A lengthy piece in the salmon-colored New York Observer suggests that Harvard Law School is dabbling in diversity-real diversity (i.e., they’re hiring some conservatives for the faculty).

Not having been to law school, I have a hard time evaluating the alleged changes (maybe The Other Charlotte, who is a law school grad, will care to comment?), but the piece-headlined “Harvard Law on a Heterodox Spree, Listing to the Right”-is quite fascinating. It seems that Elena Kagan, the 45-year-old dean of Harvard Law, is not a conservative but is willing to hire them.

“Once you start hiring a lot of people, you can no longer allow any group or faction to put in a political veto, and you’ve just got to hire the best people,” Professor Charles Fried, the law school’s most outspoken conservative, is quoted saying. “That’s what happened …. People aren’t stupid: All she said was that we have to do some hiring. That means we’ve got to stop blocking …. She did not mention politics; she’s too smart.”
“It’s news that we’re normal,” Mr. Fried also said. “It’s the opposite of strange. What was happening before is strange.”
A snipet from the piece captures the strange before:

“For a seemingly interminable stretch from the 1970’s to the 1990’s, Harvard Law was emblematic of academic ideological warfare, its infighting aired like dirty laundry in Eleanor Kerlow’s 1994 book, Poisoned Ivy, its campus derided in a 1993 article in GQ as ‘Beirut on the Charles.’

“Members of Harvard’s Critical Legal Studies school attacked the traditionalists, arguing that their approach perpetuated a ruling class in America. The traditionalists struck back, led by Ms. Kagan’s predecessor, Robert Clark. In 1985, at a debate before alumni in New York, Mr. Clark charged that the C.L.S. adherents were engaging in ‘a ritual slaying of the elders.’ (Every alumnus in the country reportedly received a transcript of his talk, courtesy of the Federalist Society.)”

According to the Observer, of new hires include several prominent liberals, along with, such conservatives as John Manning, an advocate for a strict reading of the Constitution, and Jack Goldsmith, a critic of the International Criminal Court. Both have worked in Republican administrations.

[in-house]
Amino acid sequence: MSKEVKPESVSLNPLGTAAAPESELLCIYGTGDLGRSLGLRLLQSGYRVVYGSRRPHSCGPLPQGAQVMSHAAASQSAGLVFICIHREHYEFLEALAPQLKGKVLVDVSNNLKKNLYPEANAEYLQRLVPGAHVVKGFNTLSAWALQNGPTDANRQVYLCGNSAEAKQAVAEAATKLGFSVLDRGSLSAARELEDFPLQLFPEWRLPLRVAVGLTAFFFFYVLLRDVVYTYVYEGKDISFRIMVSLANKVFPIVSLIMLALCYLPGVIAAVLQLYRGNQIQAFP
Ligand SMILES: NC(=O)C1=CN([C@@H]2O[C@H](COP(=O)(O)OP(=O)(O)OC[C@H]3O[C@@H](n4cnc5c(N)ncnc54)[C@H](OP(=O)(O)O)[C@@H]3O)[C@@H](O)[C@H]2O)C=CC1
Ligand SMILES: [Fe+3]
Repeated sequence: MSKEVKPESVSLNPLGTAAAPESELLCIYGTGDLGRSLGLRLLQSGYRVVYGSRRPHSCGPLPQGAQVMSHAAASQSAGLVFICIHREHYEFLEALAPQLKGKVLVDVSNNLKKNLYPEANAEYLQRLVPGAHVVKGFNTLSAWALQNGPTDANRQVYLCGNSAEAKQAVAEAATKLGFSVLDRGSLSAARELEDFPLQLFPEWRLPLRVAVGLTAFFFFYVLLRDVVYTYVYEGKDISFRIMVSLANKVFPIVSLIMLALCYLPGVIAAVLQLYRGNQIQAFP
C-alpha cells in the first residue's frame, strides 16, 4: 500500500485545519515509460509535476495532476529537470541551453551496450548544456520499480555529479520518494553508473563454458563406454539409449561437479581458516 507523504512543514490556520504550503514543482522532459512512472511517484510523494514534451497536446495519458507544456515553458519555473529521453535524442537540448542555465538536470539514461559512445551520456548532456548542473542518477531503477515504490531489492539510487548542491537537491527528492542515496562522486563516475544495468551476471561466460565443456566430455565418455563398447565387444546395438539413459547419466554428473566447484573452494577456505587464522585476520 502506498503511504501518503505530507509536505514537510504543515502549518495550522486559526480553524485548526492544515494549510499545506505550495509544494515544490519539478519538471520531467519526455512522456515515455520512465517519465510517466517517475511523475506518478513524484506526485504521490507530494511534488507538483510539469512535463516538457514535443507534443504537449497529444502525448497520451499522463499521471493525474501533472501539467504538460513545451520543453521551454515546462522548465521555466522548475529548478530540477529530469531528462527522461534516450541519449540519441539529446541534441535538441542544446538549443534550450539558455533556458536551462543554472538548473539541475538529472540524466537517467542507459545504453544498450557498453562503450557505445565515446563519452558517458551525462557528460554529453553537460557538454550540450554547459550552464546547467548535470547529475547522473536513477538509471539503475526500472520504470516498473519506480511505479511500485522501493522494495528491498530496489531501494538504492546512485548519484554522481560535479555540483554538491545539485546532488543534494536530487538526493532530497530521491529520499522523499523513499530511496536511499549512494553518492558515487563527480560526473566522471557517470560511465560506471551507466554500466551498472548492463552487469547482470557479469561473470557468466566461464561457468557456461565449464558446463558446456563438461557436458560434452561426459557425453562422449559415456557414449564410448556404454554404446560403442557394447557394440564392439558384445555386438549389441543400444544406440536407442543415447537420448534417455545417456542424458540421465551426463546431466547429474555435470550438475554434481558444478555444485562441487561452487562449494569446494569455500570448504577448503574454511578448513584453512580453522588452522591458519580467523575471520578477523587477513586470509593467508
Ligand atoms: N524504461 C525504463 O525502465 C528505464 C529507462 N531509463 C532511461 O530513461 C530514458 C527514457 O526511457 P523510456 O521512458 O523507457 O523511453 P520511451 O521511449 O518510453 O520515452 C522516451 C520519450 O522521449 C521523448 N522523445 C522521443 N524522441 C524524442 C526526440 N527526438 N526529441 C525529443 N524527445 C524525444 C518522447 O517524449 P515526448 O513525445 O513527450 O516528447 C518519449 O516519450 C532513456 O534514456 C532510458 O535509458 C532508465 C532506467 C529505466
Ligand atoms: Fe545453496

Other hires are difficult to classify:

“In addition to Messrs. Manning and Goldsmith, joining next year is Adrian Vermeule, a constitutional, statutory-interpretation and administrative-law specialist who takes a social-science approach, reading empirical research and looking for counterintuitive solutions. Mr. Vermeule is currently at the University of Chicago, where he has won various teaching awards. He has written about constitutional issues in the context of national security, arguing that restricting some liberties isn’t at odds with the freedoms Americans enjoy, that people overreact in what he calls “libertarian panics.” He has also argued for the death penalty on “pro-life grounds,” citing studies that show it deters would-be killers. Yet he has also criticized some of what others see as the court’s conservative activism.
“To be sure, new appointments have gone to scholars with approaches and fields of study all over the map, and about half of the 20 recent offers have been to people on the liberal-to-left spectrum. Like Mr. Vermeule, the rest are hard to classify. “

Thanks to Powerline for noticing this story.